Looking at the Big Picture:
Hybrid Energy Innovations 2015
By Jesse Miller
As home solar installations have skyrocketed in popularity, to the average American putting solar on their roof for the first time like me, things look pretty easy. Solar panels go on the house, energy is generated into the grid, and your utility bills go down. It’s that simple. So now we can just multiply this process across 100 million households and the country will be 100% green, right? Not so simple.
At the 2015 Hybrid Energy Innovations conference in lower Manhattan, renewable energy and micro-grid experts from around the world gathered to discuss the next, and steps to a renewable energy future. The starting place is micro-grids.
For those not familiar with the term, a micro-grid refers to an independent power grid that can be disconnected from the main grid. As opposed to today’s typical solar adopter who feeds energy into the existing utility owned grid, a micro-grid adopter can go completely “off the grid”. But to do so they need their own start-to-finish system in order to take energy generated from solar, wind, and perhaps battery storage or traditional diesel generators, and then convert, combine, and regulate that energy into what they use when they turn on the lights.
For a lot of people, going “completely off the grid” may sounds like an unnecessary, perhaps excessive step to take, like what that guy buying all the canned food, guns, and bottled water might want do. But in fact, micro-grids are much more prevalent than one might imagine. Not only do they play a central role in the hottest potential solar markets today, but they also stand to play a key role in bringing residential solar to higher levels of adoption in places like NY and CA.
The first hot market for on renewable micro-grids is in resilient energy. In a presentation on solar energy battery storage by Lewis Milford of the Clean Energy Group, Milford highlighted large post-hurricane Sandy investments from NY, NJ, CN, and MA to build energy independent micro-grid communities, in order to bolster energy resiliency. Additional presentations from the National Guard and the Office of Naval Research highlighted the tremendous need for resilient, independent energy grids in military and other critical infrastructure.
The second hot market is remote or undeveloped locations – places with weak or no access to established energy infrastructure. This market encompasses Africa, India and South Asia, South America, Alaska and parts of Canada, and islands all around the world. It is the majority of earth’s population, often living in places with fast growing energy demand and few established suppliers. No longer do they need to transport fuel from thousands of miles away through dangerous terrain, instead they can get power through their own on-site renewable powered micro-grid at a much more competitive per KWH price.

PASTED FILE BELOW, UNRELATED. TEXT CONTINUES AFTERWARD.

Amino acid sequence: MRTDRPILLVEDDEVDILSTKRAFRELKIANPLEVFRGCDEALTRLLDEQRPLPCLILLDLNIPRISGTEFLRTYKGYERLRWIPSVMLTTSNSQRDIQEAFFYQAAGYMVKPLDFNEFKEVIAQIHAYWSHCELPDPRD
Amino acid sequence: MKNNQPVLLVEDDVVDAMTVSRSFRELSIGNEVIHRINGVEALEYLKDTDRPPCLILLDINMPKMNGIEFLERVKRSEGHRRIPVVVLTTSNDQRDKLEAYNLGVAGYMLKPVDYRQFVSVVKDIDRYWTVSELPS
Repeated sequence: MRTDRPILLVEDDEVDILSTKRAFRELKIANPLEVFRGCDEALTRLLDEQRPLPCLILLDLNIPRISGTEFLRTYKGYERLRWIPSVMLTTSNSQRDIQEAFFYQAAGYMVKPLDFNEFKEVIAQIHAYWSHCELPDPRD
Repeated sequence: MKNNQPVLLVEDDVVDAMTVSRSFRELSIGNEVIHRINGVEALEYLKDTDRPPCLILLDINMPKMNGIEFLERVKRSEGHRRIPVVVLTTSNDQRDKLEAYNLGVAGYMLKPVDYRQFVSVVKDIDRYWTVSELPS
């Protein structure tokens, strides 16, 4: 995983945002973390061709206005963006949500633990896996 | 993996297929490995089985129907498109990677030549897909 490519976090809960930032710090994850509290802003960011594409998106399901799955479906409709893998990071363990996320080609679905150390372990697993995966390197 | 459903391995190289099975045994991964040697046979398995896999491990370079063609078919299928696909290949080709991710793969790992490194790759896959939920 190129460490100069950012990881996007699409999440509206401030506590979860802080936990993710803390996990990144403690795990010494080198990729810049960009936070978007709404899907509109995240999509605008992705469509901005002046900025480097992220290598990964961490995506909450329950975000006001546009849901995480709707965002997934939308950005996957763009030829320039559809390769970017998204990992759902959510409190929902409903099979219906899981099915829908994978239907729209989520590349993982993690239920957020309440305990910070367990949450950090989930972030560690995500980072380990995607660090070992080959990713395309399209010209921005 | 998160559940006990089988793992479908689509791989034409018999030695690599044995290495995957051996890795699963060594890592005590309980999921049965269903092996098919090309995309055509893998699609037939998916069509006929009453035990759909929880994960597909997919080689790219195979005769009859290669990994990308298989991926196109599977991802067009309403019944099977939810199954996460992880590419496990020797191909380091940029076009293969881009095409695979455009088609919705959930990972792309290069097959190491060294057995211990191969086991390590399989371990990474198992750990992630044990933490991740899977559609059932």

In both of these hot markets, hybrid energy is key. The systems cannot rely on Con-Edison to help them out on cloudy days with no solar generation. Instead they need comprehensive systems with multiple power sources, energy storage technology, and high tech control systems that can maximize efficiency while ensuring the lights stay on 24 hours a day 365 days per year. David Droz from Urban Green Energy drove the point home in a presentation on solar/wind hybrids, explaining how systems that combine solar and wind power require up to 60% less reserve battery capacity to ensure resiliency when compared with solar systems alone.
For many readers the big question may be, if you don’t live in rural India, or if you are not highly concerned about the next hurricane blackout, then what can micro-grid hybrid energy systems do for you?
Conference sponsor Innovus Power connected the dots during their presentation. Innovus Power is a company that specializes in equipment and technology used to connect distributed renewable power sources like solar and wind into grids with traditional power generators. Those are the type of grids the average Americans sees every day -- the ones that connect power plant generators to your house, and at the same time suck in the energy from your solar panels. The problem is, these city grids are not built to handle solar and wind energy coming in. As the percentage of renewable energy input increases, the grids become more and more unstable, and require greater and greater investments to prevent failure. The result is that if NYC wants achieve its goal of 80% renewable energy by 2050, we will need an entirely different grid.
The experts at the Hybrid Energy Innovations conference are fast pioneering solutions. As everything from converters and controls systems, to batteries and storage devices, to Innovus Power’s variable speed generators, become more efficient and more affordable, going “off the grid” is becoming more and more economic. These innovations are bringing us closer to a day when renewable energy micro-grids will not only power remote Alaskan villages but also New York City.